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put a new cable in a while ago now it has become loose and i have trouble shifting gears .
I cant seem to be able to adjust it??????????????

plz help.
 

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Hi.
The cable is self adjusting?? HAHAHAHA you would not think so?
No really it is a bad design. Best bet is to get you and a mate. Where the cable enters the bulkhead get your mate to pull on the spring and you press the pedal.. This should tighten up the auto adjuster.

Failing that how many miles on the car and what is the history of the clutch.
You may need a new plate kit ect.

Dead
 

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Automatic adjusters are troublesome - in spades.
Better are the old manual adjusters, a very easy job and A man could always tell when the disk or shoe was worn out.
 

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You can also do the adjustment alone. The first thing to do is undo the one 10mm nut and the various clips holding the black, trapezoidal relay box to the firewall (if you're in the US. If you're in the UK, well I have no clue :p ). Gently move this box out of the way (there's a big slug of wires coming out of it so you don't want to mess them up). Once this is moved you should be able to see the cable coming out of the firewall. If you grab the thin black part of the sheath and tug and wiggle it while sort of pushing the large rubbery part towards the firewall you'll hopefull hear a couple small clicks. That's it!

Also nearby, you'll see a bracket that holds the cable in place coming up from below. If the cable has slippeed out of this bracket you'll get a squidgy feeling clutch pedal too.

When you're tired of this routine, you can get a manually adjustable cable from thesaabsite and other places. I'm very very happy with mine these days.

Edit: check this post, it's illustrated!

http://www.saabcentral.com/forums/showthread.php?p=847666#post847666
 

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I have a non adjustable cable. What are my options? Do I have to buy a new cable if I'm showing symptoms like trouble getting into reverse (sometimes) and trouble getting into other gears (sometimes, mostly after I've been driving for a while)?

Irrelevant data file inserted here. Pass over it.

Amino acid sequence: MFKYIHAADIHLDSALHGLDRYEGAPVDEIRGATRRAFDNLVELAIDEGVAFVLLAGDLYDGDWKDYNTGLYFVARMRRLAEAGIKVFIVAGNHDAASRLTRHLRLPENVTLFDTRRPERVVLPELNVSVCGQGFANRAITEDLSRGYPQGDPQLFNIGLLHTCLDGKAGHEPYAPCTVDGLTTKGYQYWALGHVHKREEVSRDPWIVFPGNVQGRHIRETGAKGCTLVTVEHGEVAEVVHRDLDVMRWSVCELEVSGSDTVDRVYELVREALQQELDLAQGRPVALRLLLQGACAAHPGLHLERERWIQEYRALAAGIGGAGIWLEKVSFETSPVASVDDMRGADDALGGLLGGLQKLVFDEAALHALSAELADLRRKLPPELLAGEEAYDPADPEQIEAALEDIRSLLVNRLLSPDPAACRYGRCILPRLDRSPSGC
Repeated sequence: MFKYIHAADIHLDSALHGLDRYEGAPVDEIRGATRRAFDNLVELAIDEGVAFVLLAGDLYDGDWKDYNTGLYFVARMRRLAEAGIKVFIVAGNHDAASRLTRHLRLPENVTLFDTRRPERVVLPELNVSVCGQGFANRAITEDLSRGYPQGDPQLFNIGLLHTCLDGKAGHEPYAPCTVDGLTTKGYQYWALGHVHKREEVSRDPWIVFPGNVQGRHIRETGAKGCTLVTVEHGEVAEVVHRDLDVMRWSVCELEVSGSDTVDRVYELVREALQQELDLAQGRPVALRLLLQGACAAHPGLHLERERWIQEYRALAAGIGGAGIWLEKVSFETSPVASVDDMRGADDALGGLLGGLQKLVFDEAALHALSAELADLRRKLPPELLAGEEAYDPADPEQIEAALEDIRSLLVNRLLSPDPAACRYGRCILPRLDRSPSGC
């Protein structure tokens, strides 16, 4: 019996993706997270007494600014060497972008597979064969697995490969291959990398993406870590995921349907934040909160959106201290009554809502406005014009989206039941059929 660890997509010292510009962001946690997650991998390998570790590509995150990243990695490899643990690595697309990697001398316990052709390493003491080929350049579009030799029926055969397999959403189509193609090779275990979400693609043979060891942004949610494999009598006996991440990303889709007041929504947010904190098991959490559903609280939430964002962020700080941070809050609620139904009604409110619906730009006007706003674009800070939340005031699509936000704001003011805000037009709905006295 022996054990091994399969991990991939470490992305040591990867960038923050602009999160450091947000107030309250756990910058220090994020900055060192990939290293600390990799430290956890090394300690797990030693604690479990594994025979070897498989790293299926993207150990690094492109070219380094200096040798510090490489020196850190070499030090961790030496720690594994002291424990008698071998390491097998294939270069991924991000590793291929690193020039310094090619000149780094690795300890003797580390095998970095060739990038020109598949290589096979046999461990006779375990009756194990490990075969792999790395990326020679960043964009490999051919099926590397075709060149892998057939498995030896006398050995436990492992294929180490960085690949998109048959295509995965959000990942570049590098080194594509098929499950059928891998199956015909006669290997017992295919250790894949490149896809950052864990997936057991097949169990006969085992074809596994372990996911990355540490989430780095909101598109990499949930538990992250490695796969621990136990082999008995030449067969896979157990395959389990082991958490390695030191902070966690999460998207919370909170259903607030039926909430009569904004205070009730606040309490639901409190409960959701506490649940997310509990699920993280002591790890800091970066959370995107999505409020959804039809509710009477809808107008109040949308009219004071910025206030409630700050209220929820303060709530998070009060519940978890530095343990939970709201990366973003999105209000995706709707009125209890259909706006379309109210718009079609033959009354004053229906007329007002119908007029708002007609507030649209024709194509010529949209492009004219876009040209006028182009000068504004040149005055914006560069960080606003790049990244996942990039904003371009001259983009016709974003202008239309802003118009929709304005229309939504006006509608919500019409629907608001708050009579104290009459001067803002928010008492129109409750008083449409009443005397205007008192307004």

this bad boy:
 

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AddictedToSaab said:
I have a non adjustable cable. What are my options? Do I have to buy a new cable if I'm showing symptoms like trouble getting into reverse (sometimes) and trouble getting into other gears (sometimes, mostly after I've been driving for a while)?
Generally, the best way to tell if you have a problem with the self-adjusting cable is if there is too much free-play at the top of the pedal and the clutch engages too close to the floor boards.

If you move the pedal by hand, you should only be able to move it about 2cm before you start to feel resistance. If you can move it more than that, the auto-adjuster is not doing its job. That will make the clutch engage too early or not dis-engage fully which causes problems shifting.

John
 

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Non-adjustable ??

Thats a new one; there has to be an adjustment; as the clutch wears, necessitating an ever shorter cable...
I fear that the clutch disk is worn out
Better secure a consensus on this one..:cheesy:
 

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Do what Jmarkert said in conjunction with the following, to avoid damaging the ratcheting mechanism in the self adjuster via the push, pull and tug method. SET the parking brake firmly. After you have exposed the cable at the firewall junction and can see the rubber bushing in the firewall with the spring sheath on the cable, wrap the positive terminal of the battery securely with a rag and tape it on. Standing in front of the bumper and facing the engine bay, look straight down between the battery and the delivery pipe to find the lever where the cable end terminates. Now look for a large bolt head or nut on the transmission housing below the lever. Place a long large pry bar against the nut on the side of the bolt head closest to the firewall and so that the pry bar comes up on the lever arm on the side nearest you. Lean forward on the pry bar to push lever arm back toward the firewall to take the tension off of the cable and with your right hand, gently pull up on the cable where spring is, near the rubber bushing. You will hear several clicks. Remove prybar, get in car and test where the clutch engages. When you have reduced pedal freeplay to approx. 1/2 inch to 3/4 inch, you will be almost done. Replace fuse box before closing the hood!!!. Make sure that the cable locating grommet is still in its bracket and that the cable end is securely and correctly oriented in the lever arm. Now you are done.